Office of Vocational Rehabilitation Office of Vocational Rehabilitation
1521 N. 6th Street 1521 N. 6th Street
Harrisburg, PA 17102 Harrisburg, PA 17102
3. It is not required, but recommended that the letter be sent registered mail, return receipt requested to confirm OVR’s receipt.
4.If you were notified in writing of the Appeal Process, including the availability of the Client Assistance Program, when you applied for services, at the time an Individualized Plan of Employment was developed with you, or upon reduction, suspension or cessation of services, your appeal must be postmarked within thirty(30) calendar days of the determination with which you are dissatisfied. Failure to file a timely appeal under these circumstances may result it being dismissed.
5.Once OVR or BBVS receive’s your letter, you may be given the option of having an informal administrative review of your case or mediation prior to an impartial due process hearing is held. If you receive a green post card to select a pre-hearing option, it is important respond to OVR as directed.
6.You have the right to be represented during the appeal process. This includes a family member, friend, advocate, Client Assistance Program or an attorney. Designation of a representative must be made in writing to OVR. You also have the right to review and reproduce your case record prior to or during the appeal process.
7.It is also important to know that except under very limited circumstances, OVR cannot suspend, reduce or terminate your services during the appeal process.
8.The attached OVR Appeals policy sets out in detail the steps you need to follow to file an appeal. It also includes a description of the different levels of the appeal process, how each is conducted and your rights.
9.If you have any questions regarding the appeal process, you may contact the Client Assistance Program at 1-888-745-2357, by email at email@example.com, or by mail at CAP, 101 Greenwood Ave., Ste. 470, Jenkintown, PA 19046.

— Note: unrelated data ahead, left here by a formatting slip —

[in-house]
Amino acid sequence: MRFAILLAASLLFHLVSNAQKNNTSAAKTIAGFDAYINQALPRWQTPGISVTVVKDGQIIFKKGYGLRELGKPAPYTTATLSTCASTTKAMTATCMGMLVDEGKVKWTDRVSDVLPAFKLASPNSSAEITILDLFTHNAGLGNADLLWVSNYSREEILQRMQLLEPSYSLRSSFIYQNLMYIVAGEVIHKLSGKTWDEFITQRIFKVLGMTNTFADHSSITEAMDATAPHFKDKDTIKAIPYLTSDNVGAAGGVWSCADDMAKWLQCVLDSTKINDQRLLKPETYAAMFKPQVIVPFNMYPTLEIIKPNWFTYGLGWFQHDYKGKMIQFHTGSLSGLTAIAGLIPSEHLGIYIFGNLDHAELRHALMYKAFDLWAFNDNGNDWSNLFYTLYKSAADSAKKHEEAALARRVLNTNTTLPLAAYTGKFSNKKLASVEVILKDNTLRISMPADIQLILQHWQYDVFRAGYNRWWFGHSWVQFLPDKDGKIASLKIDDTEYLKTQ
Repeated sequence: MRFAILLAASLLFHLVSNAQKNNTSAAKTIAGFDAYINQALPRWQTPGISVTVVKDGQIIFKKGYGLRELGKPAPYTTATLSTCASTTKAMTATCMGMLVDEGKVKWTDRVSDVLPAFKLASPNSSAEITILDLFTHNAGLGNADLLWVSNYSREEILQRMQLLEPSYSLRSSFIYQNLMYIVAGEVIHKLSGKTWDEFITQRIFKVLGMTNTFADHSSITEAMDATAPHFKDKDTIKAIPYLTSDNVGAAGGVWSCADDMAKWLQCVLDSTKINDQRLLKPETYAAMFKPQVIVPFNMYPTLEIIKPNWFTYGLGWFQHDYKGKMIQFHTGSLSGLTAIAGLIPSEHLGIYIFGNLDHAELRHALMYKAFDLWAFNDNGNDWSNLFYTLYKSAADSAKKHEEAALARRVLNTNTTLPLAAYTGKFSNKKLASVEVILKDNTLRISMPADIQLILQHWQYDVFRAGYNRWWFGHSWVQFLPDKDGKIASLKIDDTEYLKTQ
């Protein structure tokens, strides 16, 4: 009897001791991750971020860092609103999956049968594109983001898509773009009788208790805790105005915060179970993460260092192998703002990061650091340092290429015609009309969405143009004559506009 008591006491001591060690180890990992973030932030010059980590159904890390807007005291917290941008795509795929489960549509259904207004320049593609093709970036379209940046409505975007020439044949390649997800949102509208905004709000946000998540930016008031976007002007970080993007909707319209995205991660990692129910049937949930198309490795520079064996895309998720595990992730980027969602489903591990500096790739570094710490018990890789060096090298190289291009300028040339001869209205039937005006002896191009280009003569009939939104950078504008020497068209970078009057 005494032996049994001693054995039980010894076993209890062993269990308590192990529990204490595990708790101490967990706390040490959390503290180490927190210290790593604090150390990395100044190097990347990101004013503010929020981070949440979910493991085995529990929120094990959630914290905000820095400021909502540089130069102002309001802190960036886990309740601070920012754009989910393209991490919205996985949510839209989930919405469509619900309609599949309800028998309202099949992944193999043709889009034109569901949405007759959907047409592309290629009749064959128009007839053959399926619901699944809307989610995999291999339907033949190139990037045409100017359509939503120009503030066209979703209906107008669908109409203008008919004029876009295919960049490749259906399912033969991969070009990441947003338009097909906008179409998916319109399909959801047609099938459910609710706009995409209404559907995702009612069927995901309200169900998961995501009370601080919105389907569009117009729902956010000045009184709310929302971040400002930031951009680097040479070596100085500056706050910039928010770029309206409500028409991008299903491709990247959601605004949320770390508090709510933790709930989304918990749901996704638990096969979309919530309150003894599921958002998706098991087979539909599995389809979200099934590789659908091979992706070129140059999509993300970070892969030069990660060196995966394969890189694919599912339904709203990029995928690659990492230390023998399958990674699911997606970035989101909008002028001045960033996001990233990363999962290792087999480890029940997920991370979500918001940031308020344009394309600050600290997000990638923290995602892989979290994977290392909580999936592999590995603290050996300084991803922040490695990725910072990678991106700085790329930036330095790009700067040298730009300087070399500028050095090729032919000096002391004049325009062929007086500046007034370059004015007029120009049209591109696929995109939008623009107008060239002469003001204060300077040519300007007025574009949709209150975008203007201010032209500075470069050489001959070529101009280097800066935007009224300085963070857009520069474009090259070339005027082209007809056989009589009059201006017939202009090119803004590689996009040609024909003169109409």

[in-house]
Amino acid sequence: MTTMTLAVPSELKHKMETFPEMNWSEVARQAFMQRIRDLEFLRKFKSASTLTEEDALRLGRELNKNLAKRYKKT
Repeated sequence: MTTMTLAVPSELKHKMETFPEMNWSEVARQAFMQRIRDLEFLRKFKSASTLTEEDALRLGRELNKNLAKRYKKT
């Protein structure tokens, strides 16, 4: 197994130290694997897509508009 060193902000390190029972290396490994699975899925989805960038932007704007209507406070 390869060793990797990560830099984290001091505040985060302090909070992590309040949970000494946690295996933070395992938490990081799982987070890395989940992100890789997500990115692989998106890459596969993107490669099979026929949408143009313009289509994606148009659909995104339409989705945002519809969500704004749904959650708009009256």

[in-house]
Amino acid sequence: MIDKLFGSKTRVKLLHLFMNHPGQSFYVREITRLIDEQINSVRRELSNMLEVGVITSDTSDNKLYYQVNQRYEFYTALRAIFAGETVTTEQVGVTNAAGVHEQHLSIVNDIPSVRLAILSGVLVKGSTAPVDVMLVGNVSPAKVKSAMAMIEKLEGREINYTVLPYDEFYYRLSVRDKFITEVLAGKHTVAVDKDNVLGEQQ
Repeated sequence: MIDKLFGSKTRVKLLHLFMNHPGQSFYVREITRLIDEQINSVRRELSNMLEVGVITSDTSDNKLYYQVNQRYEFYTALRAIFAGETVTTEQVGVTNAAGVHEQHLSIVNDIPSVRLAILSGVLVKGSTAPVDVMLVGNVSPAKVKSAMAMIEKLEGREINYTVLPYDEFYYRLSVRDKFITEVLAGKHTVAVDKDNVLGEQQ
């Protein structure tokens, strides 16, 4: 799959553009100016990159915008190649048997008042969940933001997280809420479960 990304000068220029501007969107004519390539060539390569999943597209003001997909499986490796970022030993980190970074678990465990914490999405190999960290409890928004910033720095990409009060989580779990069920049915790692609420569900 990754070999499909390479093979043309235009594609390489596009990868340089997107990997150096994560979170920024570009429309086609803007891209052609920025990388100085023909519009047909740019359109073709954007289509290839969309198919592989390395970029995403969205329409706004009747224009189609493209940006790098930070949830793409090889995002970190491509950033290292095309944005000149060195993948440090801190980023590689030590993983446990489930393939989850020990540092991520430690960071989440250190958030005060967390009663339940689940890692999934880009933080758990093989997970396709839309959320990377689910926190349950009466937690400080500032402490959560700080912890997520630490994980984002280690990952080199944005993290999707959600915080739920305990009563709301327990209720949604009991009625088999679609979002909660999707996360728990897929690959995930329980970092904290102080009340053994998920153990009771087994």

Frequently Asked Questions
Extremely! It is essential for successful vocational rehabilitation. It is helpful to remember an OVR counselor has on average about 150-160 clients. It is very helpful for each and every client to keep in contact with their counselor as to their progress.
How important is it for a client to maintain communication with his/her counselor?
This is a crucial step in the VR process. In this information age, there are a lot of options for investigating about your goal. The internet can provide some good information. A few helpful websites are: bls.gov, Bureau of Labor Statistics; Dictionary of Occupation Titles, dot; Occupational Outlook Handbook, ooh; and o’net. These websites will provide specific information on the choice of goal such as the job tasks, education required, and job potential. Also, it is helpful if the client takes some time to do a Labor Market Survey, which basically entails contacting potential employers in the client’s chosen field and ask them some specifics about the job and the labor market potential.
It is sometimes difficult for clients to choose a specific realistic vocational goal, which must be consistent with the client’s abilities and capabilities, and it must be available in today’s labor market. What are some tips on researching information on a client’s goal, training required, job prospects, etc. so a client can make more of an informed choice?
What are some of the best ways for clients to maintain contact with their counselor?
It cannot be emphasized enough how important client/counselor contact is to the VR process. The method or style of contact is not as important as the actual act of communication. Any method that is comfortable, clear, consistent, and convenient for the client is good:
Phone (specify specific times of availability so phone tag and ongoing voicemail is not as frustrating), a phone appointment can even be arranged (I will be available to speak to you on this date/time, is this convenient for you, counselor.
Schedule a face-to-face meeting for more detailed discussion as needed.
And, of course, contact by e-mail.
Does a client need to be working before he/she receives any physical/ mental restoration and/or assistive technology?
No, however, the First Step in receiving cost services is the development of their Individualized Plan for Employment, IPE. The client and counselor need to develop an IPE which specifies an agreed upon realistic vocational goal and details the services required for the client to achieve their goal. If a hearing aid, wheelchair, CCTV, etc. are necessary to allow the client to do his/her job search or be successful in their needed schooling, these types of services can be provided before the client actually finds a job.
For any inquiries or questions please call:
Toll Free: (888) 745-2357
Relay/711: (267) 930-7015
or fill out the following form below
CAP is located at:
101 Greenwood Ave.
Jenkintown, PA 19046
Tel: (215) 557-7112
Toll Free: (888)745-2357
Relay/711: (267) 930-7015
Fax: (215) 557-7602